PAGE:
Book Review: Dark Metropolis by Jaclyn Dolamore

Cabaret meets Cassandra Clare-a haunting magical thriller set in a riveting 1930s-esque world.

Sixteen-year-old Thea Holder’s mother is cursed with a spell that’s driving her mad, and whenever they touch, Thea is chilled by the magic, too. With no one else to contribute, Thea must make a living for both of them in a sinister city, where danger lurks and greed rules.
Thea spends her nights waitressing at the decadent Telephone Club attending to the glitzy clientele. But when her best friend, Nan, vanishes, Thea is compelled to find her. She meets Freddy, a young, magnetic patron at the club, and he agrees to help her uncover the city’s secrets-even while he hides secrets of his own.

Together, they find a whole new side of the city. Unrest is brewing behind closed doors as whispers of a gruesome magic spread. And if they’re not careful, the heartless masterminds behind the growing disappearances will be after them, too.

Perfect for fans of Cassandra Clare, this is a chilling thriller with a touch of magic where the dead don’t always seem to stay that way.

3 cupcakes

Dark Metropolis was certainly an interesting take on the zombie genre: necromancy and its associated magic caused the resulting zombies to be much different than the typical undead who lust for blood. The zombies aren’t particularly creepy nor is there much zombie-caused chaos, though, so I was a tad underwhelmed in that regard.

The atmosphere of the Dark Metropolis was enthralling, and I couldn’t wait to learn more about this post-war, alternate Berlin world that Dolamore created. Unfortunately, the history that was provided was limited and often glossed over in favour of a fast-paced plot, so hopefully it will be elaborated upon in the sequel.

The plot-oriented nature of Dark Metropolis made it difficult for me to connect with any of the characters. Their backgrounds and perspectives were interesting, but they never felt real to me. As a result, the subsequent romances also lacked believability; trust was gained far too quickly in order to further the plot and maintain its quick pace, causing them to fall rather flat. That being said, I appreciated the quiet inclusion of LGBTQ elements in the story, including lesbian and asexual characters.

Overall, Dark Metropolis had many elements that I enjoyed, but the focus on a quick-paced plot made it difficult to connect to the story.

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Book Review: Something Strange and Deadly by Susan Dennard

The year is 1876, and there’s something strange and deadly loose in Philadelphia…

Eleanor Fitt has a lot to worry about. Her brother has gone missing, her family has fallen on hard times, and her mother is determined to marry her off to any rich young man who walks by. But this is nothing compared to what she’s just read in the newspaper—

The Dead are rising in Philadelphia.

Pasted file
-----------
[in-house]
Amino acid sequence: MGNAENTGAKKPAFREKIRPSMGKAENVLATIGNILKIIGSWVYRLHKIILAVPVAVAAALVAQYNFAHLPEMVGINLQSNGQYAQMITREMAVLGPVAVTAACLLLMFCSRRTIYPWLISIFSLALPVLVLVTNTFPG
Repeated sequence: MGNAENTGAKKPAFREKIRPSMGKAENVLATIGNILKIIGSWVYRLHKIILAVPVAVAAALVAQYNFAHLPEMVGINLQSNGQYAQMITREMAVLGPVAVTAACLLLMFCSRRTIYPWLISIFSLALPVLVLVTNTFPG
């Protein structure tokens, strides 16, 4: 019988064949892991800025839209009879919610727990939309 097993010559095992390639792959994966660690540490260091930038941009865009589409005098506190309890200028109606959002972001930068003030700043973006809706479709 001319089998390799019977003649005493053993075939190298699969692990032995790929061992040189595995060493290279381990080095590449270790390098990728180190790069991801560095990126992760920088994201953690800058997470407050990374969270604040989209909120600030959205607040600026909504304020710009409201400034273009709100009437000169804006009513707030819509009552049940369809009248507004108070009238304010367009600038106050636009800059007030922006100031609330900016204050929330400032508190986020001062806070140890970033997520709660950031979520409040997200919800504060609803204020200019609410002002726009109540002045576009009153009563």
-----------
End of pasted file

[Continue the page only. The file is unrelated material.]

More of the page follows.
And then, in a frightening attack, a zombie delivers a letter to Eleanor…from her brother.

Whoever is controlling the Dead army has taken her brother as well. If Eleanor is going to find him, she’ll have to venture into the lab of the notorious Spirit-Hunters, who protect the city from supernatural forces. But as Eleanor spends more time with the Spirit-Hunters, including their maddeningly stubborn yet handsome inventor, Daniel, the situation becomes dire. And now, not only is her reputation on the line, but her very life may hang in the balance.

My Rating:  4 cupcakes

Something Strange and Deadly is an interesting take on the zombie genre. Instead of the zombies you’d find on The Walking Dead, the zombies in this novel are animated corpses controlled by a mysterious Necromancer. The combination of these unusual undead creatures and the petticoats, corsets and parasols of Victorian London, created a captivating backdrop for the story, and one that I’m eager to visit again.

Our heroine, Eleanor Fitt, is spunky, stubborn, and determined. She won’t take no for an answer, and is willing to disobey social conventions to find the answers that she needs. If that’s not awesome enough, she also uses a parasol as her weapon of choice against the horde of zombies that have invaded her city.

The secondary characters are just as well fleshed-out and interesting, especially the Spirit Hunters. They have such a fun group dynamic, and I can’t wait to find out more about them in subsequent novels. The romance between Eleanor and a particular Spirit Hunter was done quite well and took a backseat to all of the dark magic/zombie madness that was going on. There was no insta-love; rather, their feelings developed slowly as they got to know one another.

My only complaint is that the mystery was a bit too predictable. I had guessed the identity of the Necromancer quite early on, and was disappointed to find out that I had guessed correctly.

Overall, Something Strange and Deadly was an enjoyable read thanks to the combination of steampunk, zombies, and wonderful characters. I can’t wait to see what Eleanor gets up to next!